Promoting daily supplement use could grow sales

By Jess Halliday

- Last updated on GMT

Related tags Percent Nutrition

An opportunity exists to grow the dietary supplements market by at
least 10 percent, according to the NMI.

The growing gap between consumers' attitudes and behavior was one of the key trends identified by the market research company from its 2004 Health and Wellness Trends Survey.

When it comes to dietary supplements, the survey findings indicated that 70 percent of consumers believe that taking a vitamin, mineral, or dietary supplement every day is important. Despite this, only 60 percent take multi-vitamins on a regular basis, and only half of these take them every day.

Retail sales of supplements in the US were $19 billion in 2004 - an increase of six percent on the previous year. But if supplement marketers promote the benefits of taking these products every day rather than sporadically, NMI predicts that sales could increase considerably, by ten percent or more.

The survey also showed that 86 percent of consumers believe that diet is linked to health, yet less than 50 percent select foods based on nutrition. Forty-five percent of respondents said they know they should eat more healthily, but do not.

An attitude of 'it won't happen to me' amongst certain demographics likely has something to do with these statistics, but there are other factors at play too.

NMI managing partner Steve French said: "The difference between attitudes and behaviors indicates a continuing struggle for consumers to fully integrate health and wellness measures into their lives."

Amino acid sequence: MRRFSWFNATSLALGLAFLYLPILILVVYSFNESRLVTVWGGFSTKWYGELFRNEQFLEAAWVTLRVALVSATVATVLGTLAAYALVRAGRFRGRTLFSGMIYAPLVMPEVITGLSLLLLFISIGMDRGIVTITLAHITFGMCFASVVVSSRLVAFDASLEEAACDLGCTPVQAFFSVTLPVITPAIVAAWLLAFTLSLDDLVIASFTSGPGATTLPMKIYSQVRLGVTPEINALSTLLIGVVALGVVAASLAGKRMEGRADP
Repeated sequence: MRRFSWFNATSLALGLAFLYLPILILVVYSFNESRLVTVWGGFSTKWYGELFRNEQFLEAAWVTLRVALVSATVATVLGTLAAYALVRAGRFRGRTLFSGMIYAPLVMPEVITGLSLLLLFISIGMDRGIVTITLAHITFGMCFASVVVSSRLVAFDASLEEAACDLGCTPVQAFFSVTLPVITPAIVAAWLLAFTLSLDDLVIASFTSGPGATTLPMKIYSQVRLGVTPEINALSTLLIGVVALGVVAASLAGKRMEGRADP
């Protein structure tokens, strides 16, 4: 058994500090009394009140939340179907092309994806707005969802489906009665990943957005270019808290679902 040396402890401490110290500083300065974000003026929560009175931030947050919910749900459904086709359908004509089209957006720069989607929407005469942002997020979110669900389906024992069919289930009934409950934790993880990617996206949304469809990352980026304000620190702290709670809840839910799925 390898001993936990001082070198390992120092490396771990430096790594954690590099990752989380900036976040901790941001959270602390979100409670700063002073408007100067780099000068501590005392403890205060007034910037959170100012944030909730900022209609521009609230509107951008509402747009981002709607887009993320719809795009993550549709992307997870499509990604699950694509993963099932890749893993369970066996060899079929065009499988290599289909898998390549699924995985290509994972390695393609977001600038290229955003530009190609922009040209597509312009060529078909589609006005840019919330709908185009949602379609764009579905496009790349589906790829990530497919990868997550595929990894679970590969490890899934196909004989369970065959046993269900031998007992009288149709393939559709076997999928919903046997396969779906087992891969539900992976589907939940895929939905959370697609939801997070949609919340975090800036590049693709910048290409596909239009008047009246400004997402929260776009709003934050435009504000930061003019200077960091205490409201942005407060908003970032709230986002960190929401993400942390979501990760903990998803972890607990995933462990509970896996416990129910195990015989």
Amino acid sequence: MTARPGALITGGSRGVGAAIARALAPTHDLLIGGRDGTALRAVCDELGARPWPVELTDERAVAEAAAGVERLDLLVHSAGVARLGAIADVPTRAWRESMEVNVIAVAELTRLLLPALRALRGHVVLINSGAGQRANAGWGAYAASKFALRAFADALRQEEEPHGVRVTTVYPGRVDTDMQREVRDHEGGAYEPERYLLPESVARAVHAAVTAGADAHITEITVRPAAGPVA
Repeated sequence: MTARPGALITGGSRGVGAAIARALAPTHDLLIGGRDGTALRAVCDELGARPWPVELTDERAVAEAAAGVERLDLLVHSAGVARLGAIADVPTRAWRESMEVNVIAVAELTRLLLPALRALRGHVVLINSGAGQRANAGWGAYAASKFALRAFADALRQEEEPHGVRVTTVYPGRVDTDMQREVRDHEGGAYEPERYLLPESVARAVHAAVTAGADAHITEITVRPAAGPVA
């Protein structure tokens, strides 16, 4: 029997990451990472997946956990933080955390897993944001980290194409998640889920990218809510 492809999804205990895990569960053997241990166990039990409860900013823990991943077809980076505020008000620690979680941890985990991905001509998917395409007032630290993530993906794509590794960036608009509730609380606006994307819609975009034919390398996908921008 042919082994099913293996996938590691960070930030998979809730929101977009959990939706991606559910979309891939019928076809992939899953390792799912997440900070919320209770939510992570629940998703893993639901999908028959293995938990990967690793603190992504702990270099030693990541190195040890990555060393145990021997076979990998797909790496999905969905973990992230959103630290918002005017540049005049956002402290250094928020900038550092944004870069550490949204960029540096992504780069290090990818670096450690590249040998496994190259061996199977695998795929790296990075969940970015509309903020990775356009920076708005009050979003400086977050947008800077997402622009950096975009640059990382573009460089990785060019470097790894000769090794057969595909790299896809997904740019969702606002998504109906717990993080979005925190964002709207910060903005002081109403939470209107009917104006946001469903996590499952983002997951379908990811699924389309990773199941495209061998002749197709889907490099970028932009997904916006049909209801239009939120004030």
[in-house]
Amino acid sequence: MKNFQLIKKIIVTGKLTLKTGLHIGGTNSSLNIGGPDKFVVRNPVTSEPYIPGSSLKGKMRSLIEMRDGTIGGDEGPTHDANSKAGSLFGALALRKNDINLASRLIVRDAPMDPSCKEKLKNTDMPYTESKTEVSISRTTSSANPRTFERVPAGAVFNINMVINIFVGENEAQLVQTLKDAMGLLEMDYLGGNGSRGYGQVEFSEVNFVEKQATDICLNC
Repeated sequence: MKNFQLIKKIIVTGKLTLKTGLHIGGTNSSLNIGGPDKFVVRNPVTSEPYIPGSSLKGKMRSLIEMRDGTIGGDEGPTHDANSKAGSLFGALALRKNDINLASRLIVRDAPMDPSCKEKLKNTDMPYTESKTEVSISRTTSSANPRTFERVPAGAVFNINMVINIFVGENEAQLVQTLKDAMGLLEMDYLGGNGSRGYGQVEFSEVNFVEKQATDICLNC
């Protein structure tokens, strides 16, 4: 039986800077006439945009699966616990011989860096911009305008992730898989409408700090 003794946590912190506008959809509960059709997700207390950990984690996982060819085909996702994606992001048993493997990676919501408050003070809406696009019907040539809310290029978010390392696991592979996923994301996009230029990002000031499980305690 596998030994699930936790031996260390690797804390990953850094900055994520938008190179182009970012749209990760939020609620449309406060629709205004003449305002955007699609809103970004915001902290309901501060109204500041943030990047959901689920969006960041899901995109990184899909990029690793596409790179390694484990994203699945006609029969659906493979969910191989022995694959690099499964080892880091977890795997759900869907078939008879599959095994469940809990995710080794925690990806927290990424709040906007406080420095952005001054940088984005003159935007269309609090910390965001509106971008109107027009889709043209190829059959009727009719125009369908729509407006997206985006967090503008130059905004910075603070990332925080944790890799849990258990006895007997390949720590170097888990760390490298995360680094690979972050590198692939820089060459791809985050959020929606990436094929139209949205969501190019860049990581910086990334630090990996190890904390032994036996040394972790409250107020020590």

For instance, convenience is an important consideration when coming up with product concepts. On-the-go lifestyles may mean that consumers devote less time to meal planning, but a packaged product they can fit in their pocket could help deliver the nutrition they need, when they want it.

Moreover, some of the recommendations made by the USDA, such as consuming between five and nine portions of fruit and vegetables per day or two portions of fish a week, could be difficult for some, particularly if they have an aversion to the food in question.

In this case, packaged foods containing the equivalent nutrients, sometimes with the taste masked, may make the advice easier to follow.

Other aspects that may feature high on the consumer's check-list of desirable factors and help bridge the gap between awareness and action include effectiveness, ease of availability and value for money.

The US government has introduced initiatives this year aimed at educating consumers in healthier lifestyles. Perhaps the most high profile is the MyPyramid food guidance system unveiled in April, which depicts the five main food groups and is loaded with symbolism meant to help consumers make healthier choices for food and exercise.

While NMI says that education is obviously key to the success of supplements and healthier food products, much of the onus rests with manufacturers, who must pay attention to the lifestyles of its consumers, looking at how they incorprate products into their daily lives.

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